http://www.cleveland.com/science/index.ssf/2010/10/analysis_of_kent_state_audio_t.html
Posted by FailureToCommunicate | Mon May 4, 2015, 08:51 AM (0 replies)

My grandmother had rubella while carrying her middle child - my father- and his birth defects

very much changed the trajectory of his life.

I am glad to hear of this important milestone.

Anti-vaccination nuts should take a trip to any third world country to see how that's working out for those unlucky families.
Posted by FailureToCommunicate | Thu Apr 30, 2015, 06:04 PM (0 replies)

My great great uncle August enlisted with the 1st Missouri Infantry, Company A, mustered...

out of Franklyn County, Misssouri. Missouri was a divided state and their journey to Saint Louis was nearly stopped by Confederate forces. The account goes that as the train carrying the men of !st Missouri neared a station full of Confederate enlistees, the captain persuaded the engineer - with a pistol to his head - to NOT make this particular regular stop. The train was peppered with gunfire as it continued on through, down along the Missouri River to St. Louis.

The encryption reads on the old brass framed photo we found of him says that he was "wounded in the knee and died later of his wounds". It doesn't say which battle. Or how many he fought before being wounded.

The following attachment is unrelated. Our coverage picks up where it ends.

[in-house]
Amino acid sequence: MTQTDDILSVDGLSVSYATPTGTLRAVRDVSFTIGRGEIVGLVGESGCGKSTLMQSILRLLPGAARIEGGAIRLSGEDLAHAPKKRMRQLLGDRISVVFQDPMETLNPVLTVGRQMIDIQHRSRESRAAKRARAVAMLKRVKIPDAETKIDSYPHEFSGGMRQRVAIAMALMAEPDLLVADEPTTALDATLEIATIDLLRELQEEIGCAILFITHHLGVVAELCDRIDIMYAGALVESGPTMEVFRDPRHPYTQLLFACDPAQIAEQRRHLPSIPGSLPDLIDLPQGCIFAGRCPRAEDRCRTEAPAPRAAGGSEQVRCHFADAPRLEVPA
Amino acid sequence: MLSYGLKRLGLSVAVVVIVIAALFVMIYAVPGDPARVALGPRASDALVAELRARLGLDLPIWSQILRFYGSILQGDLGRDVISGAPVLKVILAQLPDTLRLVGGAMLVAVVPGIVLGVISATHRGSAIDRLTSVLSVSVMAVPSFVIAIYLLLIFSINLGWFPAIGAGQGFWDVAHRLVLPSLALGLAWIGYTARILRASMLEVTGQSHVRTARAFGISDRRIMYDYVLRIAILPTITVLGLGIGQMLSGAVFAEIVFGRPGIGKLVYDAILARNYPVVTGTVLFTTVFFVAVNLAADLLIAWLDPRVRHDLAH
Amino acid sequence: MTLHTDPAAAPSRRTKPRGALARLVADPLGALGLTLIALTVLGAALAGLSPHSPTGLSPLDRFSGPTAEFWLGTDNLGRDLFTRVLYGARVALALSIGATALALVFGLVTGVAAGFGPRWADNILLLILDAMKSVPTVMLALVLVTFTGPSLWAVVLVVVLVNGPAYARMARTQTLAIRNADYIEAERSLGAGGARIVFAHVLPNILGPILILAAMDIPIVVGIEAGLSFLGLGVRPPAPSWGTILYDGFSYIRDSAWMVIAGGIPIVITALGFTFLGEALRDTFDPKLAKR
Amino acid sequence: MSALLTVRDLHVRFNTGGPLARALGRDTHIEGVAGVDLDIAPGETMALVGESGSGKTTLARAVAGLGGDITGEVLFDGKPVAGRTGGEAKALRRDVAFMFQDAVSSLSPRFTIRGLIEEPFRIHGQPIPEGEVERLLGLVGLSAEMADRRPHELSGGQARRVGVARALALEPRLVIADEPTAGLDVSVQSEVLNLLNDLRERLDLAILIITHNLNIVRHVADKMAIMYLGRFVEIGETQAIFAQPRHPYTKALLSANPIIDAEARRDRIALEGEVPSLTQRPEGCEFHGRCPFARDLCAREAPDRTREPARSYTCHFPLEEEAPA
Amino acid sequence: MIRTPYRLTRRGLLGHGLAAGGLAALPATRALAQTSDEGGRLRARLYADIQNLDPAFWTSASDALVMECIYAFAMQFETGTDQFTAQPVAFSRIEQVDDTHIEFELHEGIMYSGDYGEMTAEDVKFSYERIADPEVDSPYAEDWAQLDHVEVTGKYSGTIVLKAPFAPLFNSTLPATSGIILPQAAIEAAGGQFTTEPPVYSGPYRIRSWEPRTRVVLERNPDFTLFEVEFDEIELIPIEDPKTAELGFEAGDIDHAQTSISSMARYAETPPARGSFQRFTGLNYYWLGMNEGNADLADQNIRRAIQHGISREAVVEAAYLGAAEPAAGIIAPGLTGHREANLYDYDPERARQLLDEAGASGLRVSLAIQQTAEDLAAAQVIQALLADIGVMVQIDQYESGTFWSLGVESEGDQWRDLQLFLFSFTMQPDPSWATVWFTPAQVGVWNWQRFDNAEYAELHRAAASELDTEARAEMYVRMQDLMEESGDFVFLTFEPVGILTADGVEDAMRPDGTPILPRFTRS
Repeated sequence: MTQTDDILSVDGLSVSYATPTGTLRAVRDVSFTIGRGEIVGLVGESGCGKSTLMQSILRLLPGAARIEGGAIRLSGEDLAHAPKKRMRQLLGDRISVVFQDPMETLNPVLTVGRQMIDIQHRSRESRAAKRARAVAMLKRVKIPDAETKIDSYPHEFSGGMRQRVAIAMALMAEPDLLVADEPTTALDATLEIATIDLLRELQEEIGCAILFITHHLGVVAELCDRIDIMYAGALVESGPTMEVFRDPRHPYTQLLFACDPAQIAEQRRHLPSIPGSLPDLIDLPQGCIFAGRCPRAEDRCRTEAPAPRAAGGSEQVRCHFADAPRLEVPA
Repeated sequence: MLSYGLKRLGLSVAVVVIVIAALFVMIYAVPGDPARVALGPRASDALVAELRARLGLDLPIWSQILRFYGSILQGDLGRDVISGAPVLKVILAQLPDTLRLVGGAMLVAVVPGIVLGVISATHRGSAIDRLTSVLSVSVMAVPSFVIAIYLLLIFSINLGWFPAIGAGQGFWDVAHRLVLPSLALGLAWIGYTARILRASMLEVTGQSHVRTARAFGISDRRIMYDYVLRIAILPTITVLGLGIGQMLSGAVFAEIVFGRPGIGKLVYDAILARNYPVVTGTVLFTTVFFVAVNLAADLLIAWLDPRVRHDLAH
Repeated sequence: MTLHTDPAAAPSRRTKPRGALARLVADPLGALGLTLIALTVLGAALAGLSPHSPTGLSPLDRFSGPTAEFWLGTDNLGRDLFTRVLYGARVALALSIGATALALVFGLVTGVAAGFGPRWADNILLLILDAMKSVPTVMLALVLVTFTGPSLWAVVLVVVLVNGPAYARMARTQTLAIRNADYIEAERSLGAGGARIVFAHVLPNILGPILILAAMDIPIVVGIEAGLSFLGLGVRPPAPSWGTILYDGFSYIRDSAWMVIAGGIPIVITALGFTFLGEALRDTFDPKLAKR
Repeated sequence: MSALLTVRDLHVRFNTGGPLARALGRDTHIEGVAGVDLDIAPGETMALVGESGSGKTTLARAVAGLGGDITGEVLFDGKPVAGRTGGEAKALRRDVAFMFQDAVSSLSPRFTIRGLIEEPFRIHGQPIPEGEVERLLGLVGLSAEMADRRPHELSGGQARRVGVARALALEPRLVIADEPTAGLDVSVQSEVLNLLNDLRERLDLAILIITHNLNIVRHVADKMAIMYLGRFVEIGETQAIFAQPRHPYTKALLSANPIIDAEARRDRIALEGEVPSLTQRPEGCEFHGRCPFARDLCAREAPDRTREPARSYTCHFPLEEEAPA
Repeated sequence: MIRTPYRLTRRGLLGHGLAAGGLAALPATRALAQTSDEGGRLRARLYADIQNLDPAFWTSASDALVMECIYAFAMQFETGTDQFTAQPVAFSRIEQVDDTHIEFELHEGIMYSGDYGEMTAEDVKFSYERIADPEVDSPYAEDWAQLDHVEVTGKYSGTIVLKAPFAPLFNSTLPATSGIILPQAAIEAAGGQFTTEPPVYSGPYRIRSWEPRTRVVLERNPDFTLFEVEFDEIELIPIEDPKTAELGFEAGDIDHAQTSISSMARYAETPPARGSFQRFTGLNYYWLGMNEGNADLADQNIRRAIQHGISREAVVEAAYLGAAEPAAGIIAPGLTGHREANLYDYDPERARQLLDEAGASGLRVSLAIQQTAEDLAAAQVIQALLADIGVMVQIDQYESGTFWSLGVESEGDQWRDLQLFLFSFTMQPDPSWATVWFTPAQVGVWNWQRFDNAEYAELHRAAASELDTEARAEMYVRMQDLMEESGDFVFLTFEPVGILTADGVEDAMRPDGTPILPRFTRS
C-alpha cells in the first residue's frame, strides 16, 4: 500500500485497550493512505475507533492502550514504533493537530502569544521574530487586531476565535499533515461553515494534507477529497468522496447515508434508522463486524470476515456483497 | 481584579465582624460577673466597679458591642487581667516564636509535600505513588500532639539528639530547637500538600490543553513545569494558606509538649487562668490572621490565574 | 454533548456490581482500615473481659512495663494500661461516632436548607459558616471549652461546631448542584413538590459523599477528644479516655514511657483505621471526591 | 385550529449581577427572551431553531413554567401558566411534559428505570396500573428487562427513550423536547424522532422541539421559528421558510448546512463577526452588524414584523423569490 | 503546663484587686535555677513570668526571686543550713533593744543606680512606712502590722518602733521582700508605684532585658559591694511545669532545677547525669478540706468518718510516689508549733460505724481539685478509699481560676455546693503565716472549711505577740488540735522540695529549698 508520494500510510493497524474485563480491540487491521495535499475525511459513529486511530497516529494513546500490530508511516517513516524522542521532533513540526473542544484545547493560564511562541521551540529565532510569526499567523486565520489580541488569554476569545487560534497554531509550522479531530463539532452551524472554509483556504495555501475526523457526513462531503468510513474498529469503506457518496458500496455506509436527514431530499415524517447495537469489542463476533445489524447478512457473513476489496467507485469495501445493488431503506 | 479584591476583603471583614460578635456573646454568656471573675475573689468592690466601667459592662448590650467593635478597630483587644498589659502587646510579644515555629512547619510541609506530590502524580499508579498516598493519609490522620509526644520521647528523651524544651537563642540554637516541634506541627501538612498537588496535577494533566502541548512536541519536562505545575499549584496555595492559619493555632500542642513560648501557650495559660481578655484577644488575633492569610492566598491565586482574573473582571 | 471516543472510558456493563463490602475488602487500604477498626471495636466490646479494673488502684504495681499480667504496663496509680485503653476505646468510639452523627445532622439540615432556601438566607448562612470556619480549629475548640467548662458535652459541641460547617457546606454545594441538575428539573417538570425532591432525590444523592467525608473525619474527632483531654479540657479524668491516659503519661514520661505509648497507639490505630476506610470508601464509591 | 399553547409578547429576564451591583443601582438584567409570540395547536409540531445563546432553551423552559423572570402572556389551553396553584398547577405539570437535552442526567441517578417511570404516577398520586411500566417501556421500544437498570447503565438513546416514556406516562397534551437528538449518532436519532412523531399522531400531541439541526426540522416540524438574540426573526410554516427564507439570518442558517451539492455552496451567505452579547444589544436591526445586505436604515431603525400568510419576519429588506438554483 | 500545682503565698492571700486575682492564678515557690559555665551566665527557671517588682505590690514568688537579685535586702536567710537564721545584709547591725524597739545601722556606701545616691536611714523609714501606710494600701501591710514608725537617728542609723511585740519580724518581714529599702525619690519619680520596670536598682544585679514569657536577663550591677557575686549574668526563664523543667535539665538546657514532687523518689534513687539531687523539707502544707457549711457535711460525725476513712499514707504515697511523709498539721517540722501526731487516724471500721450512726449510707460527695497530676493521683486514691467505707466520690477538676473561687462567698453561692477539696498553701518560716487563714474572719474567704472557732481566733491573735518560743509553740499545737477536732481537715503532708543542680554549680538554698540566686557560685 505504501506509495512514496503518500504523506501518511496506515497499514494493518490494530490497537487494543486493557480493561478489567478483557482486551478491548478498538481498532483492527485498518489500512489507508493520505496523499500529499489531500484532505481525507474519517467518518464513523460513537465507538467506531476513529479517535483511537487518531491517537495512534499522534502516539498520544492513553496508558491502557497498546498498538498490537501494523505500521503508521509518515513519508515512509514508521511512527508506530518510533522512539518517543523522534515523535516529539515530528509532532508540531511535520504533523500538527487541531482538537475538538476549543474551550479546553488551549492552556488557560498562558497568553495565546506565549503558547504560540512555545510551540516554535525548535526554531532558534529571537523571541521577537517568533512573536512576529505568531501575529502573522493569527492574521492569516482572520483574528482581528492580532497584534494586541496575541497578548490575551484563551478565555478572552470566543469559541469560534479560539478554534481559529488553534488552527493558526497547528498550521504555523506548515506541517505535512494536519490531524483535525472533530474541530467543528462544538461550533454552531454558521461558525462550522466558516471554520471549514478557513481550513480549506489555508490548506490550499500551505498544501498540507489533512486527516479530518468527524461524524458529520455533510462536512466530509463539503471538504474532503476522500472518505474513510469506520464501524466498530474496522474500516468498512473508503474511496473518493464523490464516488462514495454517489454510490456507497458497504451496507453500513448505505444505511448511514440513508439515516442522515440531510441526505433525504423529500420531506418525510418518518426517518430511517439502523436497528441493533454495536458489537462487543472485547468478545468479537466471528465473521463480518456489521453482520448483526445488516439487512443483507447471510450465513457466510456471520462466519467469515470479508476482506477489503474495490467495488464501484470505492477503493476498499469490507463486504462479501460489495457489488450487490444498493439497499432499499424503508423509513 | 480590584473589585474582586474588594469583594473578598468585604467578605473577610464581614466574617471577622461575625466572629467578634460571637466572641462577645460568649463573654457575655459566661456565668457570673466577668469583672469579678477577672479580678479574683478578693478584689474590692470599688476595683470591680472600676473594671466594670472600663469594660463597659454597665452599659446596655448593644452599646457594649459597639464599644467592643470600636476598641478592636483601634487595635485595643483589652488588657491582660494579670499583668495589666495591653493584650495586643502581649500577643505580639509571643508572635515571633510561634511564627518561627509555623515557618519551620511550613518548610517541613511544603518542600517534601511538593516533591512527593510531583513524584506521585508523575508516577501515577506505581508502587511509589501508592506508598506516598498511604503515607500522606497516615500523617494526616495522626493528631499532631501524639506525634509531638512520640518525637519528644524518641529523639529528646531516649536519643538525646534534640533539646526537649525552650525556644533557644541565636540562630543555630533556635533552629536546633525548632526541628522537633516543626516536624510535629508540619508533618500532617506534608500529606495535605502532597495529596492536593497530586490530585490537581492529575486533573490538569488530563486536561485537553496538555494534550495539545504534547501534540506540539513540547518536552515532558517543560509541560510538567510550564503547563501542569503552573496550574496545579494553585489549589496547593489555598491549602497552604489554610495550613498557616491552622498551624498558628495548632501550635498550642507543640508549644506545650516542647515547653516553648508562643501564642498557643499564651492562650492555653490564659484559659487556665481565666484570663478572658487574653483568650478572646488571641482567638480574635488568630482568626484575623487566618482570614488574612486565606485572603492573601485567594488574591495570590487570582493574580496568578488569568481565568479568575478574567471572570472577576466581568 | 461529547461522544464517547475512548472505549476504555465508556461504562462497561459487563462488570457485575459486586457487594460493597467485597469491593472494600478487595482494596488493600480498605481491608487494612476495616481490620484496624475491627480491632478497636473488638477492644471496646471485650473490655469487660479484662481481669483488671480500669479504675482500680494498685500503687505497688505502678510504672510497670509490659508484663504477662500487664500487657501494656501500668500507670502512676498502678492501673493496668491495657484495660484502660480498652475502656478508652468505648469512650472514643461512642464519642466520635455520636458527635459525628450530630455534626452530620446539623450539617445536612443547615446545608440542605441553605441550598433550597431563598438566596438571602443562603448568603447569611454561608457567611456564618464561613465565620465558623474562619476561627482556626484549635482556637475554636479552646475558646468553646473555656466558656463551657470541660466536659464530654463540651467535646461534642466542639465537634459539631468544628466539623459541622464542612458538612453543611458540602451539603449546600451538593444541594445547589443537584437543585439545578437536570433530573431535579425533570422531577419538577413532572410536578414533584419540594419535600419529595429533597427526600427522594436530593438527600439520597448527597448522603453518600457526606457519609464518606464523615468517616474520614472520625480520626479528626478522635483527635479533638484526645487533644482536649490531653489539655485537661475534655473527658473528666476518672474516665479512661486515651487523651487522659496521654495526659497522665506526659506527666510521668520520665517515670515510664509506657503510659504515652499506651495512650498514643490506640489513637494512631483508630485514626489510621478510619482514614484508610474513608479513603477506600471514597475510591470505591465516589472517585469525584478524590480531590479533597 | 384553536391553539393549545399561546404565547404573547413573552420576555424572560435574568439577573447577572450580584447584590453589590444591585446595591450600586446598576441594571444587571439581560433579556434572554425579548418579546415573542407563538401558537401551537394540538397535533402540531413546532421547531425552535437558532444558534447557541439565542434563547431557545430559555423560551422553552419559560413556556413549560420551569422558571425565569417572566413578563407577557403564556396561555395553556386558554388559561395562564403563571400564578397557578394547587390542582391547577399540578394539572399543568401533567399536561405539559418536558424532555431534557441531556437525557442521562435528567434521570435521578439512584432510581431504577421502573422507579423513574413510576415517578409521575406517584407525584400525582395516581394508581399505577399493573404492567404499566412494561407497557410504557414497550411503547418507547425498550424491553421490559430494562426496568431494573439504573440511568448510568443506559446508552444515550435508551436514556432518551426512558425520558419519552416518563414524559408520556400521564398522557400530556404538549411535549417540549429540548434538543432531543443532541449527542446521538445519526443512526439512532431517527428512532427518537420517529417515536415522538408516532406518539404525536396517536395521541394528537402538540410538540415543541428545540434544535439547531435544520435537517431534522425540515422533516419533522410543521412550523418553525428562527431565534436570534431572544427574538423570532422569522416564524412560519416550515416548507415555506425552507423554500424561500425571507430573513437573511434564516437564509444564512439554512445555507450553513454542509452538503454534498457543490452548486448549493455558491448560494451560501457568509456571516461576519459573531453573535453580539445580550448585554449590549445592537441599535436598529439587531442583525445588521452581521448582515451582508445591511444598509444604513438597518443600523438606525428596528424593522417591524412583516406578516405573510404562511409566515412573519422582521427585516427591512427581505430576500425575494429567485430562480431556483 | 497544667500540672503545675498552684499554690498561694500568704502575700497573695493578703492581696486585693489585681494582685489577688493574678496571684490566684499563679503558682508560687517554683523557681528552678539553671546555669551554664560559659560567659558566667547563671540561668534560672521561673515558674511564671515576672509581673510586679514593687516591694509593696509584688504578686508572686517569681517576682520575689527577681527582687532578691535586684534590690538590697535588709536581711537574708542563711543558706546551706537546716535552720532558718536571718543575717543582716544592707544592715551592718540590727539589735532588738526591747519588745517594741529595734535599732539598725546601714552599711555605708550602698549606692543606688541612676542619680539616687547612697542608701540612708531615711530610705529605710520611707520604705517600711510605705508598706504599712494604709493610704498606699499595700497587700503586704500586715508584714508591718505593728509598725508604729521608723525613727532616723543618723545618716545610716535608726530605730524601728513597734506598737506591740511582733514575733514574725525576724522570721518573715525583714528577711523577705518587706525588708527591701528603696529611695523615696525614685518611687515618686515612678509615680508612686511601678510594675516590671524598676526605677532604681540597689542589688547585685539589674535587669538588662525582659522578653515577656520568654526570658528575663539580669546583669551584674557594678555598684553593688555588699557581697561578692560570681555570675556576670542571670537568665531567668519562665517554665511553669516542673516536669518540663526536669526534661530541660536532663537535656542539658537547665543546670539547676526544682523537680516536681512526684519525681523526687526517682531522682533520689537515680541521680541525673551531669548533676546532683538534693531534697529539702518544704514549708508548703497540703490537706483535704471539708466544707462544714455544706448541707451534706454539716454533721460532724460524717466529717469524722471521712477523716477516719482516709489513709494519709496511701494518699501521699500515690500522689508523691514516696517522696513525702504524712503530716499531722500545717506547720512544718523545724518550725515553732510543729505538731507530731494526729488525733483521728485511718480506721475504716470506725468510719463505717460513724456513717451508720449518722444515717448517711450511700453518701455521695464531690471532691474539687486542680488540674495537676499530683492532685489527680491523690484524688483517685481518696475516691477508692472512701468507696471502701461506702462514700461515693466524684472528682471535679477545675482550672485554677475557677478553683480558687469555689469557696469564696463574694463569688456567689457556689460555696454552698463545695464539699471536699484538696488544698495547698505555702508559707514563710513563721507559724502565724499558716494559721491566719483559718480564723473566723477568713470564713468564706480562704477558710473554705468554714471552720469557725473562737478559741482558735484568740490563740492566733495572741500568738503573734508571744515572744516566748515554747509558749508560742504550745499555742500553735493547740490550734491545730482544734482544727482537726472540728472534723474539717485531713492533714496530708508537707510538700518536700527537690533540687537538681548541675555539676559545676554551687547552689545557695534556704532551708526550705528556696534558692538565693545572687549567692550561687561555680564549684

Before we found these photos, we had always wondered why his branch on the family tree drawing ended so abruptly.

Today's 150th anniversary of the peace treaty signing at Appomattox Court House is indeed a good date to celebrate.



Posted by FailureToCommunicate | Thu Apr 9, 2015, 02:41 PM (1 replies)

My father joined hundreds of clergy when MLK led the return to the Pettus Bridge on March 9th 1965

Posted by FailureToCommunicate | Mon Jan 19, 2015, 03:01 PM (0 replies)

Bipartisian support is a good -and so rare- thing. The ADA would not have passed without

strong support by Republicans Bob Dole, John McCain, Richard Thornburgh, Justin Dart, Sandra Parrino, Evan Kemp, C. Boyden Gray, and of course President GHW Bush. (In the iconic photo of the signing of the ADA, the lone Democrat on the stage was Reverend Harold Wilke)